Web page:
If you want a nice, comfortable place live that you can customize to your exact preferences and specifications, more power to you.  But don’t lie to yourself and pretend that modifying your home to your specs is somehow a reasonable business investment.  It simply is not.
And if you want to invest in real estate, either buy rental property or buy development property, or some other property that you can flip in short amount of time.  That’s investing in real estate.  Remodeling your home is not.
The bottom line is that, at some point, people developed the idea that "flipping" houses was a good way to invest. Or did they? Flipping houses is, by definition, market speculation. I am not convinced that the idea ever took hold that flipping houses was a way to invest money.

I remember when day trading first became a fad. Because buying and selling stocks has long been part of savvy investors' overall investment strategy, I think people somehow started using the word "invest" interchangeably with the phrase "buy something and make money when you sell it." To be sure, that phrase probably qualifies as some sort of extremely crude definition of the word "investment," but it seems to me that there is more to it than that.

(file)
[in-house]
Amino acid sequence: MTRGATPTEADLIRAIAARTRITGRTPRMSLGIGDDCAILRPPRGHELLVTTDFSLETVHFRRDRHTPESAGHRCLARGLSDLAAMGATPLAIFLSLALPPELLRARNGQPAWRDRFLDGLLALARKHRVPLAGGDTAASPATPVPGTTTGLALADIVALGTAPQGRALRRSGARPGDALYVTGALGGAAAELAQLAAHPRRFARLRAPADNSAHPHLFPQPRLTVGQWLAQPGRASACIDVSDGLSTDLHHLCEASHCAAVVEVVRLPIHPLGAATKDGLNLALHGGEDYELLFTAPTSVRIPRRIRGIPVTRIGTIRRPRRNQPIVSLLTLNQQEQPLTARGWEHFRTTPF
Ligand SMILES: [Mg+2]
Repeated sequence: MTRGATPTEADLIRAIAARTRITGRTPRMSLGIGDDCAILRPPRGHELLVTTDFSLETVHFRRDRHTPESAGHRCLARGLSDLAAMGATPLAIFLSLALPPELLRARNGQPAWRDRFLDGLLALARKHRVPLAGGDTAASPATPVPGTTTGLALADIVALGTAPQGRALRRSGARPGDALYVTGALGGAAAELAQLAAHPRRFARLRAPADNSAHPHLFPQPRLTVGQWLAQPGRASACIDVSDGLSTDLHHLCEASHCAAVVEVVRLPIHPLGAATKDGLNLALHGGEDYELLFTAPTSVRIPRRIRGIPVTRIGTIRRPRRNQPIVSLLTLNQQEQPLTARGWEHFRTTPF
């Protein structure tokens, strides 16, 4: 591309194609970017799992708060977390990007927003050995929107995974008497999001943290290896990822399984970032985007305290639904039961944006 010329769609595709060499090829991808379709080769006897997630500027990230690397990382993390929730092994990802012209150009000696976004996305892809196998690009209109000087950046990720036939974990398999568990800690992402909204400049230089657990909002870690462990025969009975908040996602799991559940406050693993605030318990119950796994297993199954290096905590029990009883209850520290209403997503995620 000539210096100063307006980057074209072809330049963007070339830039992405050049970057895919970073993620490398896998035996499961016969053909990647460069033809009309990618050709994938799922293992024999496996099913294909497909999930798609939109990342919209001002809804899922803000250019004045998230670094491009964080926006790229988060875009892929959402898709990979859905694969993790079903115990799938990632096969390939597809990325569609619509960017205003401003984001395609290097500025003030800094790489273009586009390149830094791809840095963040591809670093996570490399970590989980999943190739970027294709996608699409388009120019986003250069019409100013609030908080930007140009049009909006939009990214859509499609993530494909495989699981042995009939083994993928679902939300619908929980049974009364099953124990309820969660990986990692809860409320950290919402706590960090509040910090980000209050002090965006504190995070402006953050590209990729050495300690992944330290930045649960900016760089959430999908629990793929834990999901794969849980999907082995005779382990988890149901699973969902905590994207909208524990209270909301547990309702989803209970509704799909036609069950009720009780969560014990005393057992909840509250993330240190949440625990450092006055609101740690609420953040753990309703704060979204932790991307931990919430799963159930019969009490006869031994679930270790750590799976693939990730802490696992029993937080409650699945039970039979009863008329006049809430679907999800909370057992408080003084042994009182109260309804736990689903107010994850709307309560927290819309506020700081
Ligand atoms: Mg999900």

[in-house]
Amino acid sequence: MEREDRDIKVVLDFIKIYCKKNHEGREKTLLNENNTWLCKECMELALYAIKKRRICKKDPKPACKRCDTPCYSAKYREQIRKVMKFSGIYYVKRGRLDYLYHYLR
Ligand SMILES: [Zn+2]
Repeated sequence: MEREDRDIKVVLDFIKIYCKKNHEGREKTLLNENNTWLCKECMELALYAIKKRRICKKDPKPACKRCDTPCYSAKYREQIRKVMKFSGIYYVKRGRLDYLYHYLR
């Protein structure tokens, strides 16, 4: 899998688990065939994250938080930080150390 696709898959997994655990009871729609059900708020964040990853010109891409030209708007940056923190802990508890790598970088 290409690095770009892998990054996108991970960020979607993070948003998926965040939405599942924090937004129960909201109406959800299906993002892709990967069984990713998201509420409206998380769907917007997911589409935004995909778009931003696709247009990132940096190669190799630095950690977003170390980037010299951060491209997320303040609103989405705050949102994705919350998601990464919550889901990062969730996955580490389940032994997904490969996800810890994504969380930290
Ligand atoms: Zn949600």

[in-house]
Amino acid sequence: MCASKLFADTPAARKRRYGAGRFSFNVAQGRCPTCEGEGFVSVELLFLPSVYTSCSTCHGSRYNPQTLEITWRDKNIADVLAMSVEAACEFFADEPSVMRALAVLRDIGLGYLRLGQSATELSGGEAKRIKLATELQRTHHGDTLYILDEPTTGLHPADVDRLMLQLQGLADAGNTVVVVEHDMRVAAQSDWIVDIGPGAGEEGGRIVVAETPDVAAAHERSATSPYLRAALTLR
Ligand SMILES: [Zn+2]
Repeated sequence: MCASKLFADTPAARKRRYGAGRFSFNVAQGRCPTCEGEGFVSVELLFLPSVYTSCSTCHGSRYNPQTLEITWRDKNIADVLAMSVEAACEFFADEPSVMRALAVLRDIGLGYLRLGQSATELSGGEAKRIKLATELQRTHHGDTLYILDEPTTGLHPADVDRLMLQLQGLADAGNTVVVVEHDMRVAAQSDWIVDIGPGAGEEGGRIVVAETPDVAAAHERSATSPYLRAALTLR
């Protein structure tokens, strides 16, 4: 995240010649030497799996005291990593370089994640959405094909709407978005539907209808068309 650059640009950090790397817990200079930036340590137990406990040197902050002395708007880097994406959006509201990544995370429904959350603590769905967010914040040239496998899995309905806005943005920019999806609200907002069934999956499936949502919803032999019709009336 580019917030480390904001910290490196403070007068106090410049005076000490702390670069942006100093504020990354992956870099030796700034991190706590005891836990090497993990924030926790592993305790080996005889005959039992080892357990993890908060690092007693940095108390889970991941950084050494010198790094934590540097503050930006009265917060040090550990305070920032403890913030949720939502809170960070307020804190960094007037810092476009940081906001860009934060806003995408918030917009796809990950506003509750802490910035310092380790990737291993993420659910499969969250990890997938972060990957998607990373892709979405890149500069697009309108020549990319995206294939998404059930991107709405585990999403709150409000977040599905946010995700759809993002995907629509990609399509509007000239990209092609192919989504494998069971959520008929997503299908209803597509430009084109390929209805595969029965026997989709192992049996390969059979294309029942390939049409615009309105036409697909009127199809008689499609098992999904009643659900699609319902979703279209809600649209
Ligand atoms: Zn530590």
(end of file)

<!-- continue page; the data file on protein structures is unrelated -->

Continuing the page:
In a more traditional sense, investment connotes a long-term strategy, a policy of choosing purchases that will yield a large payoff far into the future. Those with extremely lengthy cognitive time-horizons will excel at this sort of thing. Those who see any kind of investment as a bit of a gamble will never do very well, because they don't have very long cognitive time-horizons. They fail to see the long-run connections between A and B, and so to them when prices become volatile, the best explanation available to them is one that involves "luck" and "risk" and "gambling." But the only people who think this way are bad investors and people too afraid to invest in anything at all.